Zimbabwe should learn from Rwanda's political crisis, genocide

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Each year from April 7, and for the next 100 days thereafter, Rwanda commemorates the 1994 genocide that claimed close to a million people, mainly those from the minority Tutsi ethnic group.

Rwandans from the majority Hutu ethnic group, deemed to be politically moderate, were also massacred.

The genocide was perpetrated by the military and other security organs, militias and civilians.

The United Nations Security Council and Western powers such as the United States, France and Belgium this year took time to reflect on the mayhem that shocked the world.

The mass killings only stopped after the Rwandan Patriotic Front (then a rebel group) over-ran the Hutu administration accused of masterminding the genocide.

By then close to a million people had been killed in circumstances that were chilling.

Other African countries took time to reflect on this dark chapter with marches being held in the capitals of east African countries.

The same was done in Europe and Canada.
Next door in South Africa activities were held to remember the genocide victims.

While some countries in Africa and beyond took time to reflect on this callous episode it was business as usual in Zimbabwe.

Perhaps because Rwanda is considered far flung Harare did not bother to also take time to reflect on what went wrong in Rwanda.

Most ordinary Zimbabweans also do not seem to care about events in this tiny country whose major tourist attraction are its mountain gorillas.

Ordinary Zimbabweans are not aware of the 1994 tragedy or perhaps they just read about it in passing without giving it any thought.

But when one looks at the events in Rwanda, before the genocide, it is easy to draw parallels between the chaos that swept through the central African country and the political developments in Zimbabwe.

It will be interesting to note that some of the factors that led to violence in Rwanda bear similarities with the situation in Zimbabwe.

While it may appear over the top to suggest that the situation in Zimbabwe is anywhere close to pre-genocide Rwanda, it will be foolhardy to think such madness cannot happen here or anywhere for that matter.

A stitch in time saves nine.

Former United States President Bill Clinton, while visiting Rwanda in 1998, said genocide can occur anywhere where intolerance exists.

“We have seen, too — and I want to say again — that genocide can occur anywhere. It is not an African phenomenon and must never be viewed as such.

We have seen it in industrialised Europe; we have seen it in Asia. We must have global vigilance.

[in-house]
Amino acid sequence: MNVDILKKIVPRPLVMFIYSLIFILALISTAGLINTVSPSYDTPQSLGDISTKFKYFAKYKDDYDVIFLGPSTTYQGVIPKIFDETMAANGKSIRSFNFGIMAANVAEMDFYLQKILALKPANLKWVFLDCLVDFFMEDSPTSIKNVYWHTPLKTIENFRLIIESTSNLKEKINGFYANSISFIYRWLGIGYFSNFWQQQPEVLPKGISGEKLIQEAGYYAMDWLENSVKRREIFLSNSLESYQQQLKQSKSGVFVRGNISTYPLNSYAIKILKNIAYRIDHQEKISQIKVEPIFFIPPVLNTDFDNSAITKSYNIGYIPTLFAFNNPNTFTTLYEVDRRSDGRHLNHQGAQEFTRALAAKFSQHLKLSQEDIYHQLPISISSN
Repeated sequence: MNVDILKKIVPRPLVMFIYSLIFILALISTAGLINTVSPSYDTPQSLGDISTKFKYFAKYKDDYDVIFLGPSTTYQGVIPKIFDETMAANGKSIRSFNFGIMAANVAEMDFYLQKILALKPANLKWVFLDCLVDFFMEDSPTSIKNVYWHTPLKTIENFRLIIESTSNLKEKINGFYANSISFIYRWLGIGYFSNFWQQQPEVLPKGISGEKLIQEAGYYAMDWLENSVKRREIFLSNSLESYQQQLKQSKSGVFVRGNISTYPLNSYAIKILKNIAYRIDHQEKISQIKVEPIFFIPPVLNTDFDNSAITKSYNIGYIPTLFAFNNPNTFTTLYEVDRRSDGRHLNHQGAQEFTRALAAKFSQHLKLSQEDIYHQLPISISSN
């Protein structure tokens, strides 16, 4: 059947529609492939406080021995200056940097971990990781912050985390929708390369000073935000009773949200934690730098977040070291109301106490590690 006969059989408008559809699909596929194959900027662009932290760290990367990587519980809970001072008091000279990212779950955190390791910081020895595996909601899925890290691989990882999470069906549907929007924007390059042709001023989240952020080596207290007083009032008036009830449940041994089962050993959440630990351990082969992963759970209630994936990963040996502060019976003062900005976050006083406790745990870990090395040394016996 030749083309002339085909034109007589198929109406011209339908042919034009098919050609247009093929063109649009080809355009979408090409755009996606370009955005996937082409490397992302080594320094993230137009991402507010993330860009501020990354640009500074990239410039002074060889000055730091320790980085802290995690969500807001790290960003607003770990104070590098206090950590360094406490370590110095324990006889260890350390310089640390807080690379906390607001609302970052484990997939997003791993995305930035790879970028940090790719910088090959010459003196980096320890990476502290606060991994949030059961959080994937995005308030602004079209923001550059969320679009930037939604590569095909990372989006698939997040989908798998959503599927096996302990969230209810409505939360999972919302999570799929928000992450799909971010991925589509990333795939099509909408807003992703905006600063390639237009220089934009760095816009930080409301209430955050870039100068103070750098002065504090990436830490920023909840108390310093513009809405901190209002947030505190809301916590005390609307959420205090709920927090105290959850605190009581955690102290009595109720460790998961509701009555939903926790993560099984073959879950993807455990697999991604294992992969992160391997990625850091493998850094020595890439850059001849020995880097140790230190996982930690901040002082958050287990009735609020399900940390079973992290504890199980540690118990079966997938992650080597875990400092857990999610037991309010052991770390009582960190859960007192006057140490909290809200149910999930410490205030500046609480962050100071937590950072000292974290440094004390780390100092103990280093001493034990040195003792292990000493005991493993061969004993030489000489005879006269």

And never again must we be shy in the face of the evidence,” Clinton said.

Just like in Rwanda before the genocide Zimbabwe has a power-sharing government, negotiated in bad faith and also constantly undermined by hardliners not ready to accept any limits to their power and privileges.

It is common cause that it would be catastrophic if the power – sharing government holding in Zimbabwe were to collapse abruptly.

The following bore similarities with the pre-genocide Rwanda.

The power-sharing government in Zimbabwe may have managed to stabilise the economy and resuscitate key institutions of governance but it has evidently failed to rein in hardliners from Zanu PF who pose a threat to its existence.

The military’s top command and other service chiefs undermine the power-sharing government by refusing to recognise the MDC leader, Morgan Tsvangirai, as the country’s prime minister.

Some of them have vowed never to salute the prime minister.

This has resulted in security institutions demonstrating bias towards one political party, Zanu PF.

Human rights groups say Zanu PF activists appear to enjoy immunity from both arrest and prosecution.

Zanu PF continue to have a stranglehold on the public media which constantly spews hate messages against MDC officials in structures of government and perceived political nemeses.

The healing and reconciliation process to unite communities that were torn apart by the 2008 presidential run-off violence has failed to yield any substantial results with violence escalating in the rural areas.

There are also reports of retribution by MDC supporters who, given a little opportunity, hit back at their political opponents in Zanu PF.

The political situation is further complicated because, amid the failure to heal and reconcile communities, ordinary people in the townships and countryside throughout the country easily identify each other with their political affiliations.

There are two dominant political parties. President Mugabe’s Zanu PF and Tsvangirai’s MDC.

With elections likely to be held soon and political temperatures beginning to boil, caution must be exercised to avoid politically motivated violence that can spill into the unimaginable.

One of the UN security council members during the pre-genocide Rwanda was New Zealand.

Its ambassador on the Council, Colin Keating is on record saying “country reports” out of Rwanda were not alarming.

Keating later told one radio journalist: “The country reports were fairly positive. They were saying the parties were genuinely committed to peace, that the UN peacekeeping mission would make a difference, and we should actually go along with it.”

He said he was taken aback when the genocide erupted.

Prime Minister Tsvangirai has already sent warning signals by calling for an international force to be deployed in Zimbabwe for a free and fair poll to be held. He is right.

Sadly, Zimbabwe’s situation does not require a peace-keeping mission because unlike Rwanda there is no civil war going on here.

But Tsvangirai knows that the political temperature will boil to unprecedented levels when Zanu PF sees that its grip on power is loosening.